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  • Donnie Ray Jones, Creative Commons (2015) ©

A Sector Snapshot of Shopping

How are brands offering a helping hand to new mums? Why do people want to shop an edited choice? How do Gen Z really like to shop? And why are people spending more money on less stuff?

Location Global

People are most likely to develop new desires and needs during life transitions. And what could change your life more than having a baby? Driven by the desire to be as prepared as possible, more than a quarter of new parents in the UK change cars, while one in five move house. It’s at exciting crossroads like these that brands can step in – clubs like Amazon Mom offer discounts on baby products and a community for mums to swap recommendations, while NatWest lets customers calculate the cost of having a child (and if they can afford it).




  • Buy Me Once only stocks products that last a lifetime Buy Me Once only stocks products that last a lifetime

    “If socks can have a lifetime guarantee, why can't anything?” asks entrepreneur Tara Button. This is the premise behind her online store, Buy Me Once. It only stocks products – from tables and chairs to towels and toothbrushes – that are made to last a whole lifetime.

  • Article image Macy’s One Below: bringing Gen Y back to the racks

    As older Gen Yers achieve stability in their personal lives and careers, they’re finally reaching their peak consumption years. Facing stiff competition from online retailers and fast fashion giants, Macy’s is hoping to bring these shoppers back to the racks with new concept store One Below.

  • Article image Where should brands fit into our life stories?

    Storytelling has become a guiding principle for great marketing, letting companies neatly fit into consumers’ lives. But with one well-timed ad capable of changing someone’s shopping habits for years, how can brands address our milestone moments without seeming opportunistic?

  • Article image How has the tween changed?

    In the ten years since the term ‘tween’ was coined, 8- to 12-year-olds have come to control an estimated $43 billion in spending power. But the latest generation are different, having never lived without social media. How should brands target this delicate age group? And how soon is too soon?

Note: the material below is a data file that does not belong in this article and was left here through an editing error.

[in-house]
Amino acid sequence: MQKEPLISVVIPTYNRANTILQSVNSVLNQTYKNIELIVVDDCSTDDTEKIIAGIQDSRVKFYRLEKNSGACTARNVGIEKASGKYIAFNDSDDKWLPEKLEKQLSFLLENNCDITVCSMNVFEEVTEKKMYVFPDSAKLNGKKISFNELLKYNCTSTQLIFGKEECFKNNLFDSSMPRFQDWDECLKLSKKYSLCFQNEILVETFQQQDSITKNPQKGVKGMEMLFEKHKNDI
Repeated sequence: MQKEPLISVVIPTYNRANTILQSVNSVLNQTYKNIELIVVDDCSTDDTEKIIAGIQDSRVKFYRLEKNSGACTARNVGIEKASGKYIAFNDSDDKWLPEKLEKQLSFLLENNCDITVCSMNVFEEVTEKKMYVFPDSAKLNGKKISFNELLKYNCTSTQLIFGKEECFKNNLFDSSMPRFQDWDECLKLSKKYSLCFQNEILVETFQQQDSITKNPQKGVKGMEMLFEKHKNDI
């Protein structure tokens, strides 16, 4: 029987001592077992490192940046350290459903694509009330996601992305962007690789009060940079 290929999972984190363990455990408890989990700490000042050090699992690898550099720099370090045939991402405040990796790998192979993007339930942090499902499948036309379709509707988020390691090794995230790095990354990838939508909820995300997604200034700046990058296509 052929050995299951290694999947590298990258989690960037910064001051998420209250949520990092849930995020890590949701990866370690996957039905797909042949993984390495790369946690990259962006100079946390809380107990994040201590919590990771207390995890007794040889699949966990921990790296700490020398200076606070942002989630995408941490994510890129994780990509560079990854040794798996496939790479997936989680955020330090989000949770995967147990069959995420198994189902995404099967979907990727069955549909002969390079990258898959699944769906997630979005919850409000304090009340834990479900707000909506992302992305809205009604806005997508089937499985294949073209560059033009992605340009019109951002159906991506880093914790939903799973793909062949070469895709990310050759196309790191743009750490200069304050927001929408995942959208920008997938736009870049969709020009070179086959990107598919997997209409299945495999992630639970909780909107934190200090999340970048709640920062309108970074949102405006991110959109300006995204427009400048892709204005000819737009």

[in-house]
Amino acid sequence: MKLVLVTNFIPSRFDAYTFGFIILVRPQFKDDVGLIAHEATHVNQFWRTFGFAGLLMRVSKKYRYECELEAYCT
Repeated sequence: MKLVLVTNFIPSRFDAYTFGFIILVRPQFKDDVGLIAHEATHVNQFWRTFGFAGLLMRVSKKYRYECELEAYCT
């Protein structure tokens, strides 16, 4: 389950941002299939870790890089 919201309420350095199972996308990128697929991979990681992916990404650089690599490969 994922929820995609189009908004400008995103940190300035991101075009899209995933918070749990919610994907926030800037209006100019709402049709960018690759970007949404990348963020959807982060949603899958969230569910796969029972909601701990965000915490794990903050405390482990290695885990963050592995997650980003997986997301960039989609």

• Article image How new mums like to shop

    Becoming a parent is one of life’s most stressful – albeit cherished – moments. With Brits spending an average of £1,619 to prepare for a baby, some mums are buying on their smartphones at all hours. But how do new mothers really like to shop? And which brands are meeting their needs?

  • Article image Why do people become members?

    As people spend less time in traditional communities, they’re seeking connections beyond religion and family. Memberships with organisations or brands can create loyalty and boost revenues, but the reasons to join Scientology or Sainsbury’s are vastly different. So why do people become members?

  • Article image Found at John Lewis: buying a branded lifestyle

    Once known for cosy bed covers and sensible slippers, John Lewis has polished up its fashion credentials through upmarket brands and designer collaborations. It has now launched Found at John Lewis, a boutique store concept which will allow customers to buy a whole lifestyle.

  • Article image Argos Birthday Club: taking the pain out of kids’ party planning

    Kids birthday parties are pricey. UK parents spend more than £200 on cake, entertainment and party bags each year. Argos has launched a Birthday Club to aid party-stricken parents, offering ideas, tips and 20% off party essentials. Could it become the go-to brand for setting birthdays off with a bang?